Two more daffodils today so my apologies – but then it is spring! And these two are so sunny and cheerful that I hope they may bring a bit of brightness to your Tuesday.
First is ‘Rapture’ an all yellow cyclamineus hybrid (6 Y-Y) from Grant Mitsch (USA) introduced in 1976. Cyclamineus daffodils all have those swept back petals and they are very perky in ‘Rapture’. The long, narrow trumpet is the same colour and very straight and slightly flared at the mouth. What is exceptional is its vigour. Average bulbs produce two flower stems and what is very welcome is that the second usually pushes up later than the first, so extending the display. It is officially a dwarf, meaning it is less than 32.5cm high. I have not measured the stems, to be honest, but it must be very close to that height. It is early and the flowers are longlasting and very resistant to weather. To prove this, both photos were taken a few days after a nasty hailstorm that clobbered some of the taller daffs (including the orange and yellow ‘Lothario’ I mentioned last week!). The photo above is a pot filled with crocus (again an earlier post) and now the ‘Rapture’ are out. There are some yellow violas in there somewhere but they are a bit irrelevant. Below are some that are naturalised. This is their third spring so you can see how well they do in grass.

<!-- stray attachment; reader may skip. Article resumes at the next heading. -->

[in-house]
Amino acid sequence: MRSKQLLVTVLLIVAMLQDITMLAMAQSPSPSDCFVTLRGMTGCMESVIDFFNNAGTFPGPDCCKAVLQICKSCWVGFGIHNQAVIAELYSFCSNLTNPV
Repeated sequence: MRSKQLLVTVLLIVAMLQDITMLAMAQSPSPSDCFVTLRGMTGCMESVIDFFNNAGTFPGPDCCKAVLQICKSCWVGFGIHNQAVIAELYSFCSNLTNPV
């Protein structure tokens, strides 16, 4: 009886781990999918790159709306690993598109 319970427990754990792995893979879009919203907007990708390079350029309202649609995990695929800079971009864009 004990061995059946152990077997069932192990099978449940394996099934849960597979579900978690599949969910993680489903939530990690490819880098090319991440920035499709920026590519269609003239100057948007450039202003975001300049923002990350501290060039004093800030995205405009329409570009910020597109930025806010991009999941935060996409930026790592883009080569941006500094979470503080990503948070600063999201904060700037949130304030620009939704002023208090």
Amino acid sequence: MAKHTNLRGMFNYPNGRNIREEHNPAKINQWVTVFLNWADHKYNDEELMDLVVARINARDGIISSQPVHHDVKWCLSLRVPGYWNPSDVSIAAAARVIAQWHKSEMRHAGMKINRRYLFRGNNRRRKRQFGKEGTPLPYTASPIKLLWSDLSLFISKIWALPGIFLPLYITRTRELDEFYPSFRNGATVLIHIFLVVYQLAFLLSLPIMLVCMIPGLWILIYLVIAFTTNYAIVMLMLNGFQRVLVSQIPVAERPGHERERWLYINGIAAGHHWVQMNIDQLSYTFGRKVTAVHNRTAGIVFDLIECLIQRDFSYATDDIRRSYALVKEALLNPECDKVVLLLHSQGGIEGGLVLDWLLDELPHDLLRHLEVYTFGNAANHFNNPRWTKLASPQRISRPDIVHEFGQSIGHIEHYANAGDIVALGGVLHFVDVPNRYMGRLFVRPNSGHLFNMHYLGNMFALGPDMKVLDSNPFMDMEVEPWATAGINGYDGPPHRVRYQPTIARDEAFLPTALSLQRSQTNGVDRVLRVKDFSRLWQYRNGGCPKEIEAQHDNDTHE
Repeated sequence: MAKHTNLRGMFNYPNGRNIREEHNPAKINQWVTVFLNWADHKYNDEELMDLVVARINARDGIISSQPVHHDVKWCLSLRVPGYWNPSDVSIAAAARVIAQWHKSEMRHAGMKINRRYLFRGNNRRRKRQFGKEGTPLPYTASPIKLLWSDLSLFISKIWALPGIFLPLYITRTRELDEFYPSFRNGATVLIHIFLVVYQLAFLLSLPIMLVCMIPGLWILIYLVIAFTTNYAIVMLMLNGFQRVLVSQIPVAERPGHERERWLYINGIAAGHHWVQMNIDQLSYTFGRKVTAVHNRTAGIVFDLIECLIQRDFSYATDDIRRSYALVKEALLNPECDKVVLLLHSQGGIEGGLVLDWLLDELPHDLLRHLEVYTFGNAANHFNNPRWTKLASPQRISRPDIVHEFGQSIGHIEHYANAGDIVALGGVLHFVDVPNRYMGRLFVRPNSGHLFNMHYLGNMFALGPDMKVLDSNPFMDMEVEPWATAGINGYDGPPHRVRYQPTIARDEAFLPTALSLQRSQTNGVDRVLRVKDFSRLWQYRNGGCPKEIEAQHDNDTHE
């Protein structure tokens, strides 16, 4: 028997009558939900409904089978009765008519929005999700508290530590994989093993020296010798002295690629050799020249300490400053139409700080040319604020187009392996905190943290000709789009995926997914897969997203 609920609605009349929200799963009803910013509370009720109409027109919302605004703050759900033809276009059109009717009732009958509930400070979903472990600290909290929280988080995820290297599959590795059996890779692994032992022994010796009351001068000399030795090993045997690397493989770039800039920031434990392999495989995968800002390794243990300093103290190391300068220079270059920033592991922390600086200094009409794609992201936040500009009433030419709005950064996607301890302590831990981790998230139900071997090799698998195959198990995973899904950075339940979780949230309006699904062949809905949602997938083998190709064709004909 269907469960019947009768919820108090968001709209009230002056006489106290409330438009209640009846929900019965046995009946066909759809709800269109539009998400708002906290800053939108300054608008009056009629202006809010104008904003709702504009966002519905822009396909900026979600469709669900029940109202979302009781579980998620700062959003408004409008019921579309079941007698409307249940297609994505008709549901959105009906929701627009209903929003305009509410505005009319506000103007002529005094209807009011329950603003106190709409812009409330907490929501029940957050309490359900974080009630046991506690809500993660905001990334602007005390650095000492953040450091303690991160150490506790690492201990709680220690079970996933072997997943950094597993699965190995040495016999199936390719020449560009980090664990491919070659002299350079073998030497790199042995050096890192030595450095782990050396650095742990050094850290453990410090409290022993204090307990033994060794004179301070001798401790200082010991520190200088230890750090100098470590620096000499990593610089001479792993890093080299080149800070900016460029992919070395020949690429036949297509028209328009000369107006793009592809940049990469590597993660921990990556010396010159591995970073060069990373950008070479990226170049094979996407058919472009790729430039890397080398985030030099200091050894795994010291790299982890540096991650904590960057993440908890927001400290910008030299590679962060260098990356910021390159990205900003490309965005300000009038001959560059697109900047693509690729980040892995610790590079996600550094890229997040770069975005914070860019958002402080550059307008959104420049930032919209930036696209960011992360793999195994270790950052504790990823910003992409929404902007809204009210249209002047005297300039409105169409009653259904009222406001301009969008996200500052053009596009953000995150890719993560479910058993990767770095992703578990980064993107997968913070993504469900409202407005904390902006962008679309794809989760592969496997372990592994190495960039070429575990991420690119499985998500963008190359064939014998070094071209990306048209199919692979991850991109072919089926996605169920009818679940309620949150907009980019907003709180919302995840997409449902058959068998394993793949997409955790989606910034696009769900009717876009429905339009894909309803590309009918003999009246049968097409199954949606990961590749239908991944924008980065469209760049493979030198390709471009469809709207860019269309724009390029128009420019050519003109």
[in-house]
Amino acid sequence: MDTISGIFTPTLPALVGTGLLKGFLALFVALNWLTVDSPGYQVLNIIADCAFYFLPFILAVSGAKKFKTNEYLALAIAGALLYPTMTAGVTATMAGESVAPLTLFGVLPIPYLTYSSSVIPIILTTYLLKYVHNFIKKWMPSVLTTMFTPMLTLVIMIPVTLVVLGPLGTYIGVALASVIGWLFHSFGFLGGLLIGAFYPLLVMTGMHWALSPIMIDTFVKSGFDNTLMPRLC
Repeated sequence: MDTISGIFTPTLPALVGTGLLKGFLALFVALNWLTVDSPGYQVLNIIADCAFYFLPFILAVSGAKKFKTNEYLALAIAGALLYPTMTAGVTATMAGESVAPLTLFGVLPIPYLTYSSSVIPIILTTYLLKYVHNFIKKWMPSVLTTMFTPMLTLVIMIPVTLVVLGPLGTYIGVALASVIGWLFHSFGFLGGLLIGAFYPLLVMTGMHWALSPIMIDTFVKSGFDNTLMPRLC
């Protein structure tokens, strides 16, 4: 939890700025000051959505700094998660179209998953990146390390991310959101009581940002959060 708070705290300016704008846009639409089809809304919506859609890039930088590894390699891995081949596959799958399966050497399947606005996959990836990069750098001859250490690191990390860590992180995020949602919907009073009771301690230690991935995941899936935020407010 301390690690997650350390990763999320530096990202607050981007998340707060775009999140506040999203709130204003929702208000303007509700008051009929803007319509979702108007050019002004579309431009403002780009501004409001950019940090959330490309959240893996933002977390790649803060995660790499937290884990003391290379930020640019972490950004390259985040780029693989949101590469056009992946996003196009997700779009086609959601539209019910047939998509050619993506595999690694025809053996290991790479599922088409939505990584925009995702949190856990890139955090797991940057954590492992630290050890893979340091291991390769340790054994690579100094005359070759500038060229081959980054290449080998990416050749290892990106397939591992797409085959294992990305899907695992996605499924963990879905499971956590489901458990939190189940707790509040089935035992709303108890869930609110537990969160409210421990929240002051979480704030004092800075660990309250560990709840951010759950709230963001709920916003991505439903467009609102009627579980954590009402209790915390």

The Royal Horticultural Society have given this an Award of Garden Merit.
And so on to another small daff. This is ‘Golden Echo’. It is another American daff and was raised by Brent Heath and introduced in 2014. This is its first year so I can’t vouch for its garden performance except to say that it too has stood up to the weather in its pots. It is a jonquil (7 WWY-Y) and can have two or three flowers per stem though mine have mostly one but some have two. The ‘echo’ in its name refers to the way the colour of the trumpet bleeds into the base of the petals which may or may not look delightful. I don’t think it will send me into paroxysms of joy but it is cheerful enough and a bit different. It is of standard height, meaning it is more than 32.5cm and less than 67.5cm, to be official about it but it is way down the lower end of that height range. I had a sniff to see if there is any fragrance since we tend to expect jonquils to be scented and I can report that it is indeed sweetly scented.
Macro Monday April 4
Well done if you got rhododendron! To be precise it is Rhododendron griffithianum – huge scented flowers on a big shrub.